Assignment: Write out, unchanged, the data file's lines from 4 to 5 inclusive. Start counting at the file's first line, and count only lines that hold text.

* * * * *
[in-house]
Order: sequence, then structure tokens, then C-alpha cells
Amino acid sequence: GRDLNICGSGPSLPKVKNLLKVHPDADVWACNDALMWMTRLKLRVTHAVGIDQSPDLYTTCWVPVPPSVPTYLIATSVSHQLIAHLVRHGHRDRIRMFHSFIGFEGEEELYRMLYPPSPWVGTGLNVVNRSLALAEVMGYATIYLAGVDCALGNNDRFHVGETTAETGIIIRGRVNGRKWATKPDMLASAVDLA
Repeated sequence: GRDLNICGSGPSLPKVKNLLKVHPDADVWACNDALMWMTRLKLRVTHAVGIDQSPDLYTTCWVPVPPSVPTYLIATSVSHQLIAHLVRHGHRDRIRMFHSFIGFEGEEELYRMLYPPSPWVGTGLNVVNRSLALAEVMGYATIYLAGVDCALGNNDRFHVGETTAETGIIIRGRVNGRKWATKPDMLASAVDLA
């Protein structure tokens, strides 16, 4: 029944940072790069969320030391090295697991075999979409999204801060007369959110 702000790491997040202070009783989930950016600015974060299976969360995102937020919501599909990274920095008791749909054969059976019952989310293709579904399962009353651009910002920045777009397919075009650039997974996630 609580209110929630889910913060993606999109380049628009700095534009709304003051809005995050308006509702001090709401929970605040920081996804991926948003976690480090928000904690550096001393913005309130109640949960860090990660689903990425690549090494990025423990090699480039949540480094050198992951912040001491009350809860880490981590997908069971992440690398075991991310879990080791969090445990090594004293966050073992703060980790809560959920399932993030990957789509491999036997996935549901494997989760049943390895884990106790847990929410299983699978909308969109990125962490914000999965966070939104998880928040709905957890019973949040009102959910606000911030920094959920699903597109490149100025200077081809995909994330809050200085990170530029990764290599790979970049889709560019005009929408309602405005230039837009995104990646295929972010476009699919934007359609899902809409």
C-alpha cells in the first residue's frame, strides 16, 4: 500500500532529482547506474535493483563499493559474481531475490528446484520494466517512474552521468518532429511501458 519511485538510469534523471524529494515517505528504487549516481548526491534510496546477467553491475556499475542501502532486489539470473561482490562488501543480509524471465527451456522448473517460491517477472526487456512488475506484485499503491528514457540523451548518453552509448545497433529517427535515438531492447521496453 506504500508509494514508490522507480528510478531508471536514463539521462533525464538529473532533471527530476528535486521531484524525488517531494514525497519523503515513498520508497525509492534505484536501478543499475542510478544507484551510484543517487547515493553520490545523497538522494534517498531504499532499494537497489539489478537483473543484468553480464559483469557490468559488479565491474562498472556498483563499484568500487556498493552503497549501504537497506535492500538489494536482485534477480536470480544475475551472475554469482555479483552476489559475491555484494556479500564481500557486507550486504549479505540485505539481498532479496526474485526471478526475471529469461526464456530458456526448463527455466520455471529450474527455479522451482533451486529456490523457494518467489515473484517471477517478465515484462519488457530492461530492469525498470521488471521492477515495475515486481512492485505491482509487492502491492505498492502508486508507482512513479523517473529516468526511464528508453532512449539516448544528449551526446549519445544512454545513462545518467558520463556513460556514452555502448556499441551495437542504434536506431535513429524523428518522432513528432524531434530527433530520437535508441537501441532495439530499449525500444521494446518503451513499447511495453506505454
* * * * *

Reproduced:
Repeated sequence: GRDLNICGSGPSLPKVKNLLKVHPDADVWACNDALMWMTRLKLRVTHAVGIDQSPDLYTTCWVPVPPSVPTYLIATSVSHQLIAHLVRHGHRDRIRMFHSFIGFEGEEELYRMLYPPSPWVGTGLNVVNRSLALAEVMGYATIYLAGVDCALGNNDRFHVGETTAETGIIIRGRVNGRKWATKPDMLASAVDLA
């Protein structure tokens, strides 16, 4: 029944940072790069969320030391090295697991075999979409999204801060007369959110 702000790491997040202070009783989930950016600015974060299976969360995102937020919501599909990274920095008791749909054969059976019952989310293709579904399962009353651009910002920045777009397919075009650039997974996630 609580209110929630889910913060993606999109380049628009700095534009709304003051809005995050308006509702001090709401929970605040920081996804991926948003976690480090928000904690550096001393913005309130109640949960860090990660689903990425690549090494990025423990090699480039949540480094050198992951912040001491009350809860880490981590997908069971992440690398075991991310879990080791969090445990090594004293966050073992703060980790809560959920399932993030990957789509491999036997996935549901494997989760049943390895884990106790847990929410299983699978909308969109990125962490914000999965966070939104998880928040709905957890019973949040009102959910606000911030920094959920699903597109490149100025200077081809995909994330809050200085990170530029990764290599790979970049889709560019005009929408309602405005230039837009995104990646295929972010476009699919934007359609899902809409």